Legal documents are meant to reflect your current life circumstances and wishes, so they should change as your life does. In the estate planning world, we refer to the “5 Ds.” These are significant shifts that can serve as reminders to consider updating your documents.
- Divorce (or Marriage)- If your marital status changes, you should revisit the people you have named as your agents to make medical or financial decisions on your behalf, the Personal Representative of your estate, and the trustee of any trusts. You probably want to reconsider who you have named as the beneficiary to receive the assets controlled by your Will. Finally, don’t forget to look at the beneficiaries designated on any non-probate assets, such as life insurance policies or retirement accounts. Imagine your surprise from beyond the grave that you mistakenly left significant assets to your ex-spouse!
- Decade- We also recommend that you review your documents at least every ten years (and more often if you 60+). Even if nothing about your family has changed, there may have been changes to relevant laws. Check in with an attorney to assure that your documents still do the jobs you intended. It could make sense to sign an identical document with a new date to “refresh” it (especially powers of attorney for finances), as banks and other financial institutions will sometimes hesitate to honor older documents.
- Death- If a close relative passes away, there are a few reasons you should revisit your estate plan. Perhaps you are in line to receive an inheritance that changes your financial picture and necessitates different planning. Or maybe the deceased relative was named as one of your fiduciaries, and you now need to select a replacement Agent, Personal Representative, or Trustee for your documents.
- Decline- If you or your partner experience a notable decline in physical or mental health, you will want to make sure your estate planning documents include planning for potential long-term care costs. There are many different strategies elder law attorneys can employ to preserve assets within a family. These strategies range from what we refer to at our office as “proactive planning” to “crisis planning.” Whatever stage you are facing, there is likely something we can do to help save money in the long term.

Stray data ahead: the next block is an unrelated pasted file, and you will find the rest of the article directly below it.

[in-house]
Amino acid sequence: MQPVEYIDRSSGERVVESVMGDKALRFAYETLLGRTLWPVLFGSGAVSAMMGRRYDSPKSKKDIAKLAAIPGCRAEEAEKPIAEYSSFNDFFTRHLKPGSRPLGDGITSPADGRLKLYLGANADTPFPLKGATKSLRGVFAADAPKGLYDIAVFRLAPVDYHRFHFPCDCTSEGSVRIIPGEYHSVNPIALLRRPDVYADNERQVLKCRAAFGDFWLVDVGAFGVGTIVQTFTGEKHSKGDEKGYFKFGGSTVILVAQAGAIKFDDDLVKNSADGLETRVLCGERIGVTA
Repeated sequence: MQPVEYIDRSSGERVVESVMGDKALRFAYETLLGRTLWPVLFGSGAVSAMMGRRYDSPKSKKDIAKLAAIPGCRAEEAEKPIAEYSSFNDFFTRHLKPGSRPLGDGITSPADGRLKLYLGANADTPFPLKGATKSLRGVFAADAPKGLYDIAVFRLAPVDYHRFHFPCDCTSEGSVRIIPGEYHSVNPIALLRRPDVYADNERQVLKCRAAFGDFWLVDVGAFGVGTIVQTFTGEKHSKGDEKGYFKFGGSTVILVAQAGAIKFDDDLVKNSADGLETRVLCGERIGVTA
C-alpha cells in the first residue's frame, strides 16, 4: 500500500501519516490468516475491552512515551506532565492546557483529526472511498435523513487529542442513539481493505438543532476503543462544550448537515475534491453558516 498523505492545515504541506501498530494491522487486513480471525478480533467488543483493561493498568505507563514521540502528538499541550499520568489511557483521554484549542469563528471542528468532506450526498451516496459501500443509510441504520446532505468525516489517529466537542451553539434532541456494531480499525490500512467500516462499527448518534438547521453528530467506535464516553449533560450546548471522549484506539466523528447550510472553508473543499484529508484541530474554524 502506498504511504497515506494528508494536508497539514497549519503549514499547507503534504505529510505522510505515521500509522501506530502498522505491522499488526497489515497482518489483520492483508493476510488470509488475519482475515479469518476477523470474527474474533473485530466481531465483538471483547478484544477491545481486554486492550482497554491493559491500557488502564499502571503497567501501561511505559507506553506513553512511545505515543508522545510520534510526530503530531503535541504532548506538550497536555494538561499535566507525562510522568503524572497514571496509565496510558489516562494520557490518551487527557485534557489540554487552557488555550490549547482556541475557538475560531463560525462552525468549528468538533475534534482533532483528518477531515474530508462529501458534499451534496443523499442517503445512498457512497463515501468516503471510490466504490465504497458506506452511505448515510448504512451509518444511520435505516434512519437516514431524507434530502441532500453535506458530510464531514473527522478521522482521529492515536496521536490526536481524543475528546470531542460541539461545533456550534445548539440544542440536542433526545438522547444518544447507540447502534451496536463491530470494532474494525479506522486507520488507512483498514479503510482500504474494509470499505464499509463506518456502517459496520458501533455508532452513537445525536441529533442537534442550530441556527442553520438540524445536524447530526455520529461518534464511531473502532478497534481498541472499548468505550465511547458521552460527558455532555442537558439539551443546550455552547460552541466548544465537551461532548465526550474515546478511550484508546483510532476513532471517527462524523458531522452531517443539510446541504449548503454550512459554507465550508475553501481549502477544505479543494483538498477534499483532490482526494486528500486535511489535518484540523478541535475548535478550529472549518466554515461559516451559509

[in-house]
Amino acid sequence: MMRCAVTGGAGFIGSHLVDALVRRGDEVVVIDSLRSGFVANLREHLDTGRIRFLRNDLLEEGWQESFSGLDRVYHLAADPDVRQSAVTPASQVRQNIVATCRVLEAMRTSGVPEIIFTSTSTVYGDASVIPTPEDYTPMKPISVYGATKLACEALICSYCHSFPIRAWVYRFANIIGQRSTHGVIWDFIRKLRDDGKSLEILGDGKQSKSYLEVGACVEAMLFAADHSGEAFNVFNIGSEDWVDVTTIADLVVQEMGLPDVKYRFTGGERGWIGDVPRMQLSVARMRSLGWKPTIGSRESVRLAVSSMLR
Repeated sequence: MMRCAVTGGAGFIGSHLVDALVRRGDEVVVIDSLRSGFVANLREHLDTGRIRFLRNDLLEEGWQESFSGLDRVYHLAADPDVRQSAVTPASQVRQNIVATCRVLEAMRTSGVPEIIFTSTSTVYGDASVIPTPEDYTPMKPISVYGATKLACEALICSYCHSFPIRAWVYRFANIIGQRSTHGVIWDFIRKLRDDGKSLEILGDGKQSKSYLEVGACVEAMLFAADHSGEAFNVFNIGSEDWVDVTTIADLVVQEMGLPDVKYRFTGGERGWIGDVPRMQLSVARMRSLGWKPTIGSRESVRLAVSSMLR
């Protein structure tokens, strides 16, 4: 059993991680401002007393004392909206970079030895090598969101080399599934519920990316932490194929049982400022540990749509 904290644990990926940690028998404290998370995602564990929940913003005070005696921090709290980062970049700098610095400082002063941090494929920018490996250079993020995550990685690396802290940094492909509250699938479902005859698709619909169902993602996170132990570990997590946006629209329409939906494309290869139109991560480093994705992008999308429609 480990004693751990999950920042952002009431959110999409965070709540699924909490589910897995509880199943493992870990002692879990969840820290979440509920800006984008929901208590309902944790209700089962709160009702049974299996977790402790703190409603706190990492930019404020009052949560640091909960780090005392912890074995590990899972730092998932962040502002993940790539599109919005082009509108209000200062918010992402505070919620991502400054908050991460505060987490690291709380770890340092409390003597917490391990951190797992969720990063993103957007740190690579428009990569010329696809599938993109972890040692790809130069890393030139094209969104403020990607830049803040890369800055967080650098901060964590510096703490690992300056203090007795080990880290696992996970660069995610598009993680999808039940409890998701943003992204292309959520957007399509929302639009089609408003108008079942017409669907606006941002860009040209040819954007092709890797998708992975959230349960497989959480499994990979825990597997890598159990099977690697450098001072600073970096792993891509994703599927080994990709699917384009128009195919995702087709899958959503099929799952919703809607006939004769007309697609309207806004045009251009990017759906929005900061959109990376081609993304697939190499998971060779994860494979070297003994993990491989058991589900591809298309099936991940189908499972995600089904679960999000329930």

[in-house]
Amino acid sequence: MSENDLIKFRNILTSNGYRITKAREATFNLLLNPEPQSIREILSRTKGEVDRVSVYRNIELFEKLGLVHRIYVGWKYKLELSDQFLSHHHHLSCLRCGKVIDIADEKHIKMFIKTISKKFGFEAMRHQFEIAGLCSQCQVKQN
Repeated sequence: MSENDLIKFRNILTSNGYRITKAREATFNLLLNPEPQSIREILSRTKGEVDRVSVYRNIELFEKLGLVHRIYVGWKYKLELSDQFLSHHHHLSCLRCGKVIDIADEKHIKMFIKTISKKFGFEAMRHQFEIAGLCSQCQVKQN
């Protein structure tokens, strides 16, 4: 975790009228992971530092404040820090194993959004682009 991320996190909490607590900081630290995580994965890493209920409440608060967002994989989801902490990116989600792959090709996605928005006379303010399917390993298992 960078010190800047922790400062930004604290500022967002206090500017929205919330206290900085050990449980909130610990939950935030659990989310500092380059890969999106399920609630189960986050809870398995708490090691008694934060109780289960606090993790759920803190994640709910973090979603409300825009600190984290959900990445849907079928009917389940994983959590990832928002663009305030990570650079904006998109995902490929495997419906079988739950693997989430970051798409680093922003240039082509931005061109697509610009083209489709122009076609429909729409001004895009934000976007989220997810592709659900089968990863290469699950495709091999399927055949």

- Diagnosis- A new diagnosis (either cognitive or physical) should also prompt a review of your documents. Although similar to “Decline,” this “D” may allow for more proactive planning, giving you an early warning that long-term care costs are in your future, or signaling which partner to whom it is prudent to transfer ownership of assets. While legal concerns may take a backseat to medical and emotional ones in the face of a new diagnosis, we encourage you not to put off visiting a trusted attorney for too long.
All the occasions to update an estate plan mean many opportunities to work with an attorney, making the relationship you have with your elder law/estate planning attorney a unique one. You will feel more motivated to give your documents the second and third looks life may require if you have found an attorney or office with which you can build a rapport. We hope you will feel comfortable enough to keep the Five Ds in mind and visit or revisit us at Maine Elder Law.
Rachel Trafton, Esq
Maine Elder Law Firm